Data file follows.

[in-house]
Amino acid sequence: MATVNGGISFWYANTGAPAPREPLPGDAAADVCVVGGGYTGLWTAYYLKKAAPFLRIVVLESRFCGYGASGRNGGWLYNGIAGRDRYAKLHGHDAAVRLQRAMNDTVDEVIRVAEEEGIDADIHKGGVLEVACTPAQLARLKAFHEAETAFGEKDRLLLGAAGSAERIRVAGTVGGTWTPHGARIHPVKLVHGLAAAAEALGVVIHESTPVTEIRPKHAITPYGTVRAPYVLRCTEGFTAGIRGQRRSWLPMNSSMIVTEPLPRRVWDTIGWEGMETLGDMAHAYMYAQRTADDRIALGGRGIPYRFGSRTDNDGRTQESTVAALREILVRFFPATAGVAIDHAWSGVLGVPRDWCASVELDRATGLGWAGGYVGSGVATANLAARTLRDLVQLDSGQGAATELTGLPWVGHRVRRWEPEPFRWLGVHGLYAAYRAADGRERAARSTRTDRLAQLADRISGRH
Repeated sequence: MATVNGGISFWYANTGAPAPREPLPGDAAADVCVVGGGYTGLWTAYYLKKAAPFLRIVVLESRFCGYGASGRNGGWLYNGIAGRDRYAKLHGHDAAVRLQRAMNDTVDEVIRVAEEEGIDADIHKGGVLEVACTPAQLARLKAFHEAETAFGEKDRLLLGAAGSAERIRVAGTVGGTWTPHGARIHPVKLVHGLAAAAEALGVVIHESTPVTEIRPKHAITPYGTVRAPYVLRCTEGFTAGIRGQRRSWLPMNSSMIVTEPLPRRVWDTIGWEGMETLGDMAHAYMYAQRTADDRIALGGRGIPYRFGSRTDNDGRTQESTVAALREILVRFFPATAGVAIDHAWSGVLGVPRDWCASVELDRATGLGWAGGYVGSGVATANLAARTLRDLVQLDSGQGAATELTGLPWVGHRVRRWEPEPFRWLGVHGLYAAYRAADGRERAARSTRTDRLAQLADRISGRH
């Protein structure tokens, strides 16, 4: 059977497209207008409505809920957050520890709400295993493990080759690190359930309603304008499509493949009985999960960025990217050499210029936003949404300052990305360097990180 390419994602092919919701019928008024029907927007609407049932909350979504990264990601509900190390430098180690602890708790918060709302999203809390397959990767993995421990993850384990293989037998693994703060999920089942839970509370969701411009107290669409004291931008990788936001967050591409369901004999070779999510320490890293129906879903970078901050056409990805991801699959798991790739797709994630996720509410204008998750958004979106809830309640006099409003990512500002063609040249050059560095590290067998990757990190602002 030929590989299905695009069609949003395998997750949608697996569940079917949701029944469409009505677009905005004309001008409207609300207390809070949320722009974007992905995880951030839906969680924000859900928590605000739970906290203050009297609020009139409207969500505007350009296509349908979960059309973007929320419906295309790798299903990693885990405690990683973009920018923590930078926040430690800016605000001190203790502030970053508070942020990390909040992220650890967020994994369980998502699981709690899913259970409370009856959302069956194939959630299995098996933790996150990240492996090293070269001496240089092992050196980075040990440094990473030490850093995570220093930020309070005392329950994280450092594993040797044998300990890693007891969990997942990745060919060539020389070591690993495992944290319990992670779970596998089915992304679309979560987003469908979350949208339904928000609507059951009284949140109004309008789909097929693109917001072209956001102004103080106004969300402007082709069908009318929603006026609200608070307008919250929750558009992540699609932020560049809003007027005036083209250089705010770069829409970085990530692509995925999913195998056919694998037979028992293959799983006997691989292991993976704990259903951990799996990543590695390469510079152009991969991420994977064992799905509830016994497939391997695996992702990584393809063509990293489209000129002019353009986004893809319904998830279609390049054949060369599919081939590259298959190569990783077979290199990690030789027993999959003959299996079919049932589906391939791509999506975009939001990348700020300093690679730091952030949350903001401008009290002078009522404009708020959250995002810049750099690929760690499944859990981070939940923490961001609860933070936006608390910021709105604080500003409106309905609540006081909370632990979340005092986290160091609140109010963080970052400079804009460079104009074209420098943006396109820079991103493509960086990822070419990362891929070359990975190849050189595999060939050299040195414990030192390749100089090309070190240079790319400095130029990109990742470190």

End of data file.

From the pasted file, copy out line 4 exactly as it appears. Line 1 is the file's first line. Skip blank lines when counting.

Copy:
């Protein structure tokens, strides 16, 4: 059977497209207008409505809920957050520890709400295993493990080759690190359930309603304008499509493949009985999960960025990217050499210029936003949404300052990305360097990180 390419994602092919919701019928008024029907927007609407049932909350979504990264990601509900190390430098180690602890708790918060709302999203809390397959990767993995421990993850384990293989037998693994703060999920089942839970509370969701411009107290669409004291931008990788936001967050591409369901004999070779999510320490890293129906879903970078901050056409990805991801699959798991790739797709994630996720509410204008998750958004979106809830309640006099409003990512500002063609040249050059560095590290067998990757990190602002 030929590989299905695009069609949003395998997750949608697996569940079917949701029944469409009505677009905005004309001008409207609300207390809070949320722009974007992905995880951030839906969680924000859900928590605000739970906290203050009297609020009139409207969500505007350009296509349908979960059309973007929320419906295309790798299903990693885990405690990683973009920018923590930078926040430690800016605000001190203790502030970053508070942020990390909040992220650890967020994994369980998502699981709690899913259970409370009856959302069956194939959630299995098996933790996150990240492996090293070269001496240089092992050196980075040990440094990473030490850093995570220093930020309070005392329950994280450092594993040797044998300990890693007891969990997942990745060919060539020389070591690993495992944290319990992670779970596998089915992304679309979560987003469908979350949208339904928000609507059951009284949140109004309008789909097929693109917001072209956001102004103080106004969300402007082709069908009318929603006026609200608070307008919250929750558009992540699609932020560049809003007027005036083209250089705010770069829409970085990530692509995925999913195998056919694998037979028992293959799983006997691989292991993976704990259903951990799996990543590695390469510079152009991969991420994977064992799905509830016994497939391997695996992702990584393809063509990293489209000129002019353009986004893809319904998830279609390049054949060369599919081939590259298959190569990783077979290199990690030789027993999959003959299996079919049932589906391939791509999506975009939001990348700020300093690679730091952030949350903001401008009290002078009522404009708020959250995002810049750099690929760690499944859990981070939940923490961001609860933070936006608390910021709105604080500003409106309905609540006081909370632990979340005092986290160091609140109010963080970052400079804009460079104009074209420098943006396109820079991103493509960086990822070419990362891929070359990975190849050189595999060939050299040195414990030192390749100089090309070190240079790319400095130029990109990742470190």